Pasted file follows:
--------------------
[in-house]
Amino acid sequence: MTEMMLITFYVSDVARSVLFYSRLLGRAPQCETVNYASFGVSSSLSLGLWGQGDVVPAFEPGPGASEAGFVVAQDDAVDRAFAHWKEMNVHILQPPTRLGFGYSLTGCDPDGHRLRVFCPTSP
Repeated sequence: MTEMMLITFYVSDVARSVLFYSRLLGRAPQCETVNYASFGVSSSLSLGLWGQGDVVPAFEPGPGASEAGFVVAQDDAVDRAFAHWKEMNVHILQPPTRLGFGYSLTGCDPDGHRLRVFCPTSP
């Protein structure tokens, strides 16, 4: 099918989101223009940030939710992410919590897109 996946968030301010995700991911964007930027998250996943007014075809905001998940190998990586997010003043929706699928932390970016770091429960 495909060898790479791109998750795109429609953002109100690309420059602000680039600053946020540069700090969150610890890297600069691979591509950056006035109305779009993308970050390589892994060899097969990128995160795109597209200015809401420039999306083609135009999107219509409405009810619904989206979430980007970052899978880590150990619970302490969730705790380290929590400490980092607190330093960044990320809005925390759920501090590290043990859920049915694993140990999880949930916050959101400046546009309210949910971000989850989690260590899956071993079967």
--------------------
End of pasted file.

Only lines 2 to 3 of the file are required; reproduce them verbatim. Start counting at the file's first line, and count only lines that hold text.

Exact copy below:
Amino acid sequence: MTEMMLITFYVSDVARSVLFYSRLLGRAPQCETVNYASFGVSSSLSLGLWGQGDVVPAFEPGPGASEAGFVVAQDDAVDRAFAHWKEMNVHILQPPTRLGFGYSLTGCDPDGHRLRVFCPTSP
Repeated sequence: MTEMMLITFYVSDVARSVLFYSRLLGRAPQCETVNYASFGVSSSLSLGLWGQGDVVPAFEPGPGASEAGFVVAQDDAVDRAFAHWKEMNVHILQPPTRLGFGYSLTGCDPDGHRLRVFCPTSP